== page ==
It’s amazing to me to see just how far Legos have come since I remember playing with them as a kid back in the ’70s. Yes, I’m old. But that doesn’t matter. What does matter is that today, you can build an engine from Legos, then power it with an electric motor to see how it operates, then take it apart to inspect it. It’s nerd-dom at its finest.
In this video, YouTuber legomaniacman shows off how the dual-overhead-cam, V8 Lego Technic engine runs when powered by a 9-volt RC motor. The Technic series of Lego parts is so far advanced from the unrealistic parts I remember snapping together as a kid, but it’s also an amazing way to turn your child into an engineer before they are even into high school.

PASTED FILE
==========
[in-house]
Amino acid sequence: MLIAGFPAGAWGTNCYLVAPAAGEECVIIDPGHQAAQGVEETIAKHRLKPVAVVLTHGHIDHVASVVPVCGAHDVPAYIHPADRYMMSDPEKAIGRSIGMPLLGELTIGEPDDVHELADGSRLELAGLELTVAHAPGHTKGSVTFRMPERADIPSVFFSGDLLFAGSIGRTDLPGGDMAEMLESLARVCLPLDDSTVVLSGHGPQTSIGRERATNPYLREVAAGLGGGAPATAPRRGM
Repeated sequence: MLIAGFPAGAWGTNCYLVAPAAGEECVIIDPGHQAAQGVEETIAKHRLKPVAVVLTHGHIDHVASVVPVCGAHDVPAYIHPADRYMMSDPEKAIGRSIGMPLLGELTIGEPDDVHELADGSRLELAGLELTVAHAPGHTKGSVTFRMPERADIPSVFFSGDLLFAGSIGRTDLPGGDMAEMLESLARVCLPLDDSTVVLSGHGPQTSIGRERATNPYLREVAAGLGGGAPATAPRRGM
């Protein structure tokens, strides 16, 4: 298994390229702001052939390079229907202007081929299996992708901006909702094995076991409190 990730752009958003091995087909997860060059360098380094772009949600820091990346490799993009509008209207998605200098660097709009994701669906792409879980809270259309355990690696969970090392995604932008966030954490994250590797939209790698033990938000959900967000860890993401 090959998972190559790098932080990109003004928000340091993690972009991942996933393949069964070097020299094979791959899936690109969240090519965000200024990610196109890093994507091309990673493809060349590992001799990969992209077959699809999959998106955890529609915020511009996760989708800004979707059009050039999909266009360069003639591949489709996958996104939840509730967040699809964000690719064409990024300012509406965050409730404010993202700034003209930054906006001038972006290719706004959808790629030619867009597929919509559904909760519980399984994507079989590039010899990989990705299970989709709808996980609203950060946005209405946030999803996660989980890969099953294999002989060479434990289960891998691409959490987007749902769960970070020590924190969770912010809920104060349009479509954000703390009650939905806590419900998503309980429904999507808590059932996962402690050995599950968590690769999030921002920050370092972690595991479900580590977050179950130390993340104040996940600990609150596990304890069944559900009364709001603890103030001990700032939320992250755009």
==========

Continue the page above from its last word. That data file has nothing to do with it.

He’s got this thing geared up to run about 2,000 rpm with the variable-speed RC motor, and the clatter of the gear-drive timing set combined with the dyno drive system—along with the simulated dyno cell—makes for an entertaining video, especially as he winds it up and down the RPM band. While it’s running, he pops off one of the cylinder heads so we can check out the pistons in action. As it winds up, the pistons are moving quickly enough that they simply become a blur.
Think about it like this—that little plastic crankshaft is turning at 33.34 cycles per second. Sadly, we don’t know what the stroke is, so there’s no way to calculate the piston speed, but it’s quicker than the naked eye can see.
Quite frankly, with the loose manufacturing tolerances of the gearsets, I’m surprised this thing didn’t rattle itself apart in the first 30 seconds of runtime. It sure is fun to watch it whirring away, though. Enjoy!